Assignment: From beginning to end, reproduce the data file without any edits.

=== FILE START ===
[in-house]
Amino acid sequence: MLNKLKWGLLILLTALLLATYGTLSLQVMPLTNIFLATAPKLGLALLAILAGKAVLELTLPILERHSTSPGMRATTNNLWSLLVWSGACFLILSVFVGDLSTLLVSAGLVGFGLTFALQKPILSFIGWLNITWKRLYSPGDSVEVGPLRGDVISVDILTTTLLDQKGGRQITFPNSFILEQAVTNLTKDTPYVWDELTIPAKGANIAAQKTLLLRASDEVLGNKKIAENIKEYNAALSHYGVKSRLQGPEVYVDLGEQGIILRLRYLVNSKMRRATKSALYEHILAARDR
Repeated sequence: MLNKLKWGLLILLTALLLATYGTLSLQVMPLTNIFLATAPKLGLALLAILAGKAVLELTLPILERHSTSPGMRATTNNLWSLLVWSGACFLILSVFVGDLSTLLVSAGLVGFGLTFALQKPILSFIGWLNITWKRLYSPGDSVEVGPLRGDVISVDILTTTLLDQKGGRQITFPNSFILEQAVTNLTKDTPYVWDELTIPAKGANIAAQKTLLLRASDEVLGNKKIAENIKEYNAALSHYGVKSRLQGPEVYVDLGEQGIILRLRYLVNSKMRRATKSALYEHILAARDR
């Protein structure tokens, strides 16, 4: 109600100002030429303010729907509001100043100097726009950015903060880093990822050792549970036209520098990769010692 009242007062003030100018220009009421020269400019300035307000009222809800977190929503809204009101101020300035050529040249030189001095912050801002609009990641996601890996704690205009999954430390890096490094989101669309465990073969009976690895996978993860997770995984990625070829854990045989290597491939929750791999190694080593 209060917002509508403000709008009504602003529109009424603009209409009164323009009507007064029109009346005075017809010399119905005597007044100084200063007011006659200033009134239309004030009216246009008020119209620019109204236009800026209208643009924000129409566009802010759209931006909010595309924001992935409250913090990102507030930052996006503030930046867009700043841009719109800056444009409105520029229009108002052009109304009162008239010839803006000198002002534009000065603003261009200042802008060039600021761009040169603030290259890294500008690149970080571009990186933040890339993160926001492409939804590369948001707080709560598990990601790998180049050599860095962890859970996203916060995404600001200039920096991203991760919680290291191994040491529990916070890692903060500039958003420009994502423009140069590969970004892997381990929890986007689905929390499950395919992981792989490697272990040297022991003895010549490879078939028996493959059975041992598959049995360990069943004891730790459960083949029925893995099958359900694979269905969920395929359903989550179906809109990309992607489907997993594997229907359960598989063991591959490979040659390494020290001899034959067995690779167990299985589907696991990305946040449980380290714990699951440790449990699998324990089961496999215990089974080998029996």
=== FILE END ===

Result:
[in-house]
Amino acid sequence: MLNKLKWGLLILLTALLLATYGTLSLQVMPLTNIFLATAPKLGLALLAILAGKAVLELTLPILERHSTSPGMRATTNNLWSLLVWSGACFLILSVFVGDLSTLLVSAGLVGFGLTFALQKPILSFIGWLNITWKRLYSPGDSVEVGPLRGDVISVDILTTTLLDQKGGRQITFPNSFILEQAVTNLTKDTPYVWDELTIPAKGANIAAQKTLLLRASDEVLGNKKIAENIKEYNAALSHYGVKSRLQGPEVYVDLGEQGIILRLRYLVNSKMRRATKSALYEHILAARDR
Repeated sequence: MLNKLKWGLLILLTALLLATYGTLSLQVMPLTNIFLATAPKLGLALLAILAGKAVLELTLPILERHSTSPGMRATTNNLWSLLVWSGACFLILSVFVGDLSTLLVSAGLVGFGLTFALQKPILSFIGWLNITWKRLYSPGDSVEVGPLRGDVISVDILTTTLLDQKGGRQITFPNSFILEQAVTNLTKDTPYVWDELTIPAKGANIAAQKTLLLRASDEVLGNKKIAENIKEYNAALSHYGVKSRLQGPEVYVDLGEQGIILRLRYLVNSKMRRATKSALYEHILAARDR
């Protein structure tokens, strides 16, 4: 109600100002030429303010729907509001100043100097726009950015903060880093990822050792549970036209520098990769010692 009242007062003030100018220009009421020269400019300035307000009222809800977190929503809204009101101020300035050529040249030189001095912050801002609009990641996601890996704690205009999954430390890096490094989101669309465990073969009976690895996978993860997770995984990625070829854990045989290597491939929750791999190694080593 209060917002509508403000709008009504602003529109009424603009209409009164323009009507007064029109009346005075017809010399119905005597007044100084200063007011006659200033009134239309004030009216246009008020119209620019109204236009800026209208643009924000129409566009802010759209931006909010595309924001992935409250913090990102507030930052996006503030930046867009700043841009719109800056444009409105520029229009108002052009109304009162008239010839803006000198002002534009000065603003261009200042802008060039600021761009040169603030290259890294500008690149970080571009990186933040890339993160926001492409939804590369948001707080709560598990990601790998180049050599860095962890859970996203916060995404600001200039920096991203991760919680290291191994040491529990916070890692903060500039958003420009994502423009140069590969970004892997381990929890986007689905929390499950395919992981792989490697272990040297022991003895010549490879078939028996493959059975041992598959049995360990069943004891730790459960083949029925893995099958359900694979269905969920395929359903989550179906809109990309992607489907997993594997229907359960598989063991591959490979040659390494020290001899034959067995690779167990299985589907696991990305946040449980380290714990699951440790449990699998324990089961496999215990089974080998029996």